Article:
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Donating can build a surprise nest egg
10:46am Wednesday 20th March 2013 in Business: Personal Finance
EASTER is about faith, hope and charity. Okay, it’s about chocolate eggs and a long bank holiday.
But this year, with Easter falling directly between the Budget and the end of the tax year, many people will be using the extra time to think about their financial situation.
Charity might be the last thing you can afford to spend on, but with a bit of careful planning, you may be surprised at the tax breaks av a i l - a b l e on your charitable donations.
Gift Aid is the most common way to make your donation go further. As long as you’re a UK taxpayer, charities can claim back the basic rate of tax on any donation you make, so a donation of £100 will actually be worth £125.
If you are a higher-rate taxpayer, even better. If you make a cash gift of £80, for instance, you can get higherrate tax relief of £20 so the net cost of the gift is really only £60 (although the charity will get the full £80).
When you are filling out your self-assessment form next January, you can claim this £20 back, so the more you donate during the remainder of this tax year, the more of a rebate you are accumulating for next year.
In effect, you are both saving money and donating money at the same time, and with the way the global economy is going, you may be very grateful for that tax-free nest egg this time next year, while the charity will be grateful for it now.
Where there’s a will . . .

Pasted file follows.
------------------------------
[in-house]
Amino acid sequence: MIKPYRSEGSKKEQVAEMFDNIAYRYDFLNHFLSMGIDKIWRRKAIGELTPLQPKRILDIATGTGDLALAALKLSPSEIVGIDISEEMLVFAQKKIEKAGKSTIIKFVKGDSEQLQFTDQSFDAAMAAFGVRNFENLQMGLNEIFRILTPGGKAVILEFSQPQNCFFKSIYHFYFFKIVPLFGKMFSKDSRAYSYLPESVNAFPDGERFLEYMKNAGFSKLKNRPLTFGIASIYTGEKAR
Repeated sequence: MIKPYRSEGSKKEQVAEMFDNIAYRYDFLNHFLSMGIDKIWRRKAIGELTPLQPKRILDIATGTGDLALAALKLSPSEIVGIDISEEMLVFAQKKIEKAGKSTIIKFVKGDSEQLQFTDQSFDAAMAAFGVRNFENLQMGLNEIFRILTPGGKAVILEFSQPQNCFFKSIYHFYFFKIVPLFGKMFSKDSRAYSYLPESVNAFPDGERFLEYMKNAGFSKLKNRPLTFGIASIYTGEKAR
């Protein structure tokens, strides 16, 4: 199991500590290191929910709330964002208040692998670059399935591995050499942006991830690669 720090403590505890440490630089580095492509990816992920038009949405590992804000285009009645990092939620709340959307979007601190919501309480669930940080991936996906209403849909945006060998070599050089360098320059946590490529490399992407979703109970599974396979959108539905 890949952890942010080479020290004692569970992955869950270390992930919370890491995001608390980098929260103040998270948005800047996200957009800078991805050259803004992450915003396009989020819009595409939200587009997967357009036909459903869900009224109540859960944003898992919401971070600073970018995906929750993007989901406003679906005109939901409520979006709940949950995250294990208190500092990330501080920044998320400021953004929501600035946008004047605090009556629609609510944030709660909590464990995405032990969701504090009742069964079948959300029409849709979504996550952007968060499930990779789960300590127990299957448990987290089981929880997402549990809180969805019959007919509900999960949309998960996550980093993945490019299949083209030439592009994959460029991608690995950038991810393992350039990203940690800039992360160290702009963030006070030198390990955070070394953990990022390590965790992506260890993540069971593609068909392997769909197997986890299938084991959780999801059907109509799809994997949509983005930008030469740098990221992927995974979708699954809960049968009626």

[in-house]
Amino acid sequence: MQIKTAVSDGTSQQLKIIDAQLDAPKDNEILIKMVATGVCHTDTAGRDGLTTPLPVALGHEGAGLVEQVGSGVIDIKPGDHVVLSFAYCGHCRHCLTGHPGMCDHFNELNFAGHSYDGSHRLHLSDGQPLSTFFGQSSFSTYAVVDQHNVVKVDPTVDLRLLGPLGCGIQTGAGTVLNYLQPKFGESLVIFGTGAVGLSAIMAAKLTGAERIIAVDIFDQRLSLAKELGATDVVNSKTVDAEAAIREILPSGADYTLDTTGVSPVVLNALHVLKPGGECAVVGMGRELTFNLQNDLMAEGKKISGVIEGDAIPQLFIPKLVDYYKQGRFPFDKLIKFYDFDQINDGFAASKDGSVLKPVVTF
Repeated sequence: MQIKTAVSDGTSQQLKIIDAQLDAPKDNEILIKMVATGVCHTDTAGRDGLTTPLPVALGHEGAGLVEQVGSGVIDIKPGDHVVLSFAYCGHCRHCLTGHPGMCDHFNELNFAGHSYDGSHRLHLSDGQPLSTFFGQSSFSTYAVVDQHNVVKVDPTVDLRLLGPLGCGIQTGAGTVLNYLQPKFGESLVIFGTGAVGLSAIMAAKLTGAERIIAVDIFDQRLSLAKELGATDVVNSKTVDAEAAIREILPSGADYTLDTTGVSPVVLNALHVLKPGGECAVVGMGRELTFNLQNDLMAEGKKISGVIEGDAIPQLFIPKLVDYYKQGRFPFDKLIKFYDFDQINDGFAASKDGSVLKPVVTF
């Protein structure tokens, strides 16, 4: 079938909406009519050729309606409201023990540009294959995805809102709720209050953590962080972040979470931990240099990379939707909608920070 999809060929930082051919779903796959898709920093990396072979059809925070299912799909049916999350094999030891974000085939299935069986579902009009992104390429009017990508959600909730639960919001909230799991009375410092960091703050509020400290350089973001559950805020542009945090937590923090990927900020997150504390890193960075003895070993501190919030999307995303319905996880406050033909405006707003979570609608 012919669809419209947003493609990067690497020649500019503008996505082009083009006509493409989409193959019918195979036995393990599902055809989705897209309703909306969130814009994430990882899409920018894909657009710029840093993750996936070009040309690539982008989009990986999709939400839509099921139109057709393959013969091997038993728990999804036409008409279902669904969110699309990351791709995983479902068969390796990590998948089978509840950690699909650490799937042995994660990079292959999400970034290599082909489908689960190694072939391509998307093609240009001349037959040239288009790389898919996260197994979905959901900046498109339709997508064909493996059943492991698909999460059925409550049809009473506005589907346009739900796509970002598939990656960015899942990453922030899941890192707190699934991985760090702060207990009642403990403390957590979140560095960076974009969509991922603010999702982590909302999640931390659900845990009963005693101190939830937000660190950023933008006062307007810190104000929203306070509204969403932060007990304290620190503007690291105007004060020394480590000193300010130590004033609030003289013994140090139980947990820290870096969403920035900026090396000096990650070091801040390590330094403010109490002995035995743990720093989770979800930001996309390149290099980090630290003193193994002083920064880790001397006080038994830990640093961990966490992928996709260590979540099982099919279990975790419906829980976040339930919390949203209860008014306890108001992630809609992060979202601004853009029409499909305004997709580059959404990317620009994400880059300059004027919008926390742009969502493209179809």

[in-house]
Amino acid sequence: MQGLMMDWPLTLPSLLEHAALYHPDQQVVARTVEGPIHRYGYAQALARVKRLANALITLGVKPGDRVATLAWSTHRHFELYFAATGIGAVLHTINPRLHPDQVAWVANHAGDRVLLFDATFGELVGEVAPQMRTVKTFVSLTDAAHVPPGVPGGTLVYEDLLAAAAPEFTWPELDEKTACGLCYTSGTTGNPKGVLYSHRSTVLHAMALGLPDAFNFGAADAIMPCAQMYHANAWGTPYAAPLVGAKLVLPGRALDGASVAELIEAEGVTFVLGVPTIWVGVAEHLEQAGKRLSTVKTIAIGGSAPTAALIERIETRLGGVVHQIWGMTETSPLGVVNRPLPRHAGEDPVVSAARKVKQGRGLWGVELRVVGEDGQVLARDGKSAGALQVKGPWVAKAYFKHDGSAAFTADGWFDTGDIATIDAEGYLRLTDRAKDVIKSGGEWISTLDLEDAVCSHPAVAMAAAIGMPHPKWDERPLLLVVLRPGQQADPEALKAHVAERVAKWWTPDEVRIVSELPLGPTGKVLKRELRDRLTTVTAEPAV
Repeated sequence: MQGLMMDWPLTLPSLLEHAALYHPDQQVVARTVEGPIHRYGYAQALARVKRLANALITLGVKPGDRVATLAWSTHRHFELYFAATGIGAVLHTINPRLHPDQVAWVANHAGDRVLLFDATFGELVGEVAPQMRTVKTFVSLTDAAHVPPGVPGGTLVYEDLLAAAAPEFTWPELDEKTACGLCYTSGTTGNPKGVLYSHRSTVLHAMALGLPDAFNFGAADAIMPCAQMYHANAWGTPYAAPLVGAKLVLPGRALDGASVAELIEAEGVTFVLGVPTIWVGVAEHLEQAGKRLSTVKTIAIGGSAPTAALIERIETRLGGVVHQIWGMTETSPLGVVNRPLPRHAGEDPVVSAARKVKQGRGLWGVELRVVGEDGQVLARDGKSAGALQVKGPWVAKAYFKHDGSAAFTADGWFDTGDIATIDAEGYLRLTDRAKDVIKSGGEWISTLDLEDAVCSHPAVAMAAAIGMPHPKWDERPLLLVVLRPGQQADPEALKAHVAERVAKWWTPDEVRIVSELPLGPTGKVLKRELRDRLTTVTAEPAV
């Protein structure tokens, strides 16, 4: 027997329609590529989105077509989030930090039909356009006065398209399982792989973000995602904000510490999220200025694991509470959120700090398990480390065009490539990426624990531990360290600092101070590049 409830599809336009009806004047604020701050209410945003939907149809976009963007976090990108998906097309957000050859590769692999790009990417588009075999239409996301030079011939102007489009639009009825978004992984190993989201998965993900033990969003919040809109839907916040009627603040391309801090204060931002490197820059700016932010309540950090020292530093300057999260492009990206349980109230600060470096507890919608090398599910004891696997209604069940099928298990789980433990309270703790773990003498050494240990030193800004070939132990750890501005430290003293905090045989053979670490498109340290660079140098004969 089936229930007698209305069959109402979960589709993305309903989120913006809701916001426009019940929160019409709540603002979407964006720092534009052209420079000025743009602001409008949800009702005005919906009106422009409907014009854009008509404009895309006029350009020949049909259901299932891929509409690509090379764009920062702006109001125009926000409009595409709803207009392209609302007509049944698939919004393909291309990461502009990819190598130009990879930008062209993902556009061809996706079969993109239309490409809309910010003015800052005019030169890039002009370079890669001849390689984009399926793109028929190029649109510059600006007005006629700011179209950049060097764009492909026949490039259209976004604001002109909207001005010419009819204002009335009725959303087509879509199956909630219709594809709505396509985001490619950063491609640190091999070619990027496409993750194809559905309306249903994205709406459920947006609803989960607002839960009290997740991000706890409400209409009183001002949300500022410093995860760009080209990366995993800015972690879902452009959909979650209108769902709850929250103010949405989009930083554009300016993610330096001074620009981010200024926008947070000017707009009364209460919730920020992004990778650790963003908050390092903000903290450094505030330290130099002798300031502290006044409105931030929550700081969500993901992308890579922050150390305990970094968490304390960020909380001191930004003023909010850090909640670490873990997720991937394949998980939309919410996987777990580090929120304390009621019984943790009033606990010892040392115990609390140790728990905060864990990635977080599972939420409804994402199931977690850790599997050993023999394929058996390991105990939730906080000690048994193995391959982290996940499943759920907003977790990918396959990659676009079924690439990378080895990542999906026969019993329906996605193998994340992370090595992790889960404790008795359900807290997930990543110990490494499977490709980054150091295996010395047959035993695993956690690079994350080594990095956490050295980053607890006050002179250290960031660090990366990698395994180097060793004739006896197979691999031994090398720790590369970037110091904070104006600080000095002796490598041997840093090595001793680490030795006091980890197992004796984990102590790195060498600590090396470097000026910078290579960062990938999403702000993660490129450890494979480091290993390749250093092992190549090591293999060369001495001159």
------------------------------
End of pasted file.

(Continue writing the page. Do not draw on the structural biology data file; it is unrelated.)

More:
Many people will leave money to charity in their will, but with the introduction of inheritance tax, it may actually be more cost-efficient for you to carve out a charitable allocation.
It is awful to think that your hard-earned estate will be taxed, even after you’ve gone. However, if you plan to leave money to a charity in your will, the value of your donation will be deducted from any valuation of your estate, so you can manage your inheritance tax liability long before you die.
If your estate is worth £330,000 in 2015, for instance, by leaving £1,000 to charity, you are saving your other beneficiaries from the whopping 40 per cent inheritance tax liability on all assets over the value of the tax-free limit.
Donating without money If you’re thinking: “I’d love to give more to charity but I can barely afford to make my own ends meet”, there are ways to give that don’t involve money.
Donate your old clothes, books, CDs, and bric-a-brac to your local charity shop. When you make your donation, make sure you fill out the Gift Aid form – all the money raised from your bits and pieces will also receive tax relief.
Don’t forget to keep a record of any gift you make to charity, so you can make sure both you and your charity are benefiting as much as possible from the donation.
Not only are you reducing your own tax liability, you’ll have that lovely warm feeling that comes from helping the less fortunate, and that’s what Easter is all about. That and chocolate.
Should you invest in . . . European stocks?
The eurozone deepened its double-dip recession in the past quarter, and last week’s industrial figures suggest it will continue to struggle in the first quarter of 2013.
In a press conference in early March, the European Central Bank cut its eurozone growth forecast for this year from - 0.1 per cent to - 0.9 per cent, and revised its expectations for next year to between 0 and two per cent.
So it’s hardly a surprise to hear that European stocks are not doing well at the moment.
If you are determined to buy into European stock markets, it may be wise to seek expert advice.